Against this backdrop, we seek to bring together scholars from across the US and, indeed, the globe, for a two-day symposium/workshop funded by the Holtz Center for Science and Technology Studies with supplemental funding from The Jean Monnet European Union Center of Excellence for Comparative Populism to consider democratic fracture and its relationship to the contemporary communication ecology using a range of methodological approaches. We do so with two driving questions in mind: (1) How has growing polarization and fragmentation in the media ecology, as reflected in partisan media, broadcast content, political advertising and social media, contributed to ideological and partisan political divides within and across political, social, and geographic sub-clusters? (2) Under what conditions does the flow of information in the media ecology encourage citizens across the ideological spectrum to retrench into increasingly homogeneous sub-clusters that amplify highly partisan messages of party leaders and political pundits? The scholars hosting this campus event — Kathy Cramer, Lewis Friedland, Karl Rohe, William Sethares, Dhavan Shah, Michael Wagner, and Chris Wells — are examining parallel questions by gathering and analyzing social media content and flows, longitudinal survey responses, changes in news media content, ethnographic fieldwork, and in-depth interviews on contentious politics in Wisconsin. We are seeking a diverse group of scholars who approach these issues from computational, ethnographic, digital ethnographic, critical, information diffusion, networked personal computing, and conceptual points of view.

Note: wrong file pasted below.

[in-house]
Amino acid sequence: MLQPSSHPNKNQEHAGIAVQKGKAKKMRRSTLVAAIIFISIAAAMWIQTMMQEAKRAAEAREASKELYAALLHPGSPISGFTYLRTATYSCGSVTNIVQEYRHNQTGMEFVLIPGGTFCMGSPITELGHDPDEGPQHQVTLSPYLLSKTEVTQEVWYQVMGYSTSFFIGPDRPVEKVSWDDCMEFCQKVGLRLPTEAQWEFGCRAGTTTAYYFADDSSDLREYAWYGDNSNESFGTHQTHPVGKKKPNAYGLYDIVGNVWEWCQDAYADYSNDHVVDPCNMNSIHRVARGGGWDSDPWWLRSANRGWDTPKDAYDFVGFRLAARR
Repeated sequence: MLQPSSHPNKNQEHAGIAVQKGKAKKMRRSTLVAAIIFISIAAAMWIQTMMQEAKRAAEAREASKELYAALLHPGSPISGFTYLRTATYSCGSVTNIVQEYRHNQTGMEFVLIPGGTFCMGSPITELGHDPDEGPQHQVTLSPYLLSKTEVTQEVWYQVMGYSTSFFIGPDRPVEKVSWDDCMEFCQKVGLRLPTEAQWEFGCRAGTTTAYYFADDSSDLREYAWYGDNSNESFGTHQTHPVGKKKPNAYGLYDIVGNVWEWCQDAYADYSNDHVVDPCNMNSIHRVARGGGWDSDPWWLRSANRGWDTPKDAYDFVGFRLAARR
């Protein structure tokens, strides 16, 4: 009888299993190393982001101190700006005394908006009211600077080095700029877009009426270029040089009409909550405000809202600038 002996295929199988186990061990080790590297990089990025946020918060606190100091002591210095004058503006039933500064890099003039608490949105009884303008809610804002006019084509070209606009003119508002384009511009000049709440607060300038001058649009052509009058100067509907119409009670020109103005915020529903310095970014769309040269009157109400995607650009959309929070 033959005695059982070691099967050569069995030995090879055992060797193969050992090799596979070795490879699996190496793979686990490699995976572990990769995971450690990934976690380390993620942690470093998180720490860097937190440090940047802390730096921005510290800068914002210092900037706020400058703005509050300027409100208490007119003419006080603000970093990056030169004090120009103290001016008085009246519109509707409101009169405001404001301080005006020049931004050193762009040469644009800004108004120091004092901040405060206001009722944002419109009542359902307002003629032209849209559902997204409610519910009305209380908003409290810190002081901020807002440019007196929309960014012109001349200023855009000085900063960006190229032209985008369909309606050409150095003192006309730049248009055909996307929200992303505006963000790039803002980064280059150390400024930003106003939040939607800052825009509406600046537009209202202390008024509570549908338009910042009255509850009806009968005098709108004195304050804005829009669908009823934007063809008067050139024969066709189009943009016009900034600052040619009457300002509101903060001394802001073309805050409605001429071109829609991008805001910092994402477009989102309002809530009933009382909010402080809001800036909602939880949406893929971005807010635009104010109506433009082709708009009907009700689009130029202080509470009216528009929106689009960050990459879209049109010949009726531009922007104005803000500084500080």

Our goal in inviting you and a select group of other scholars is twofold: (1) to have you share your perspectives on democratic fracture, populism and/or the role of communication in creating the current state of affairs, and (2) to have us inform each other’s work, with particular attention to on our efforts to reconstruct a statewide communication ecology of Wisconsin since 2010. This is an essential time to address the question of populism and its communicative roots. Despite deepening concern in our academic disciplines (political science, communication, and sociology) about fractures in civil society and growing political contentiousness, truly comparative work and integration across disciplines and methodological and theoretical perspectives is rare. Yet that is what is necessary to understand the broader features of civil society, politics, governance and mass media. You can read a short description of our data above on our webpage. To be sure, we see potential to engage in data sharing and collaboration with you given our desire to seek intersections between large data studies, survey data, interview data, content analyses and digital ethnographic work.

For more information, contact mwagner8@wisc.edu or follow @UW_CCCR on Twitter.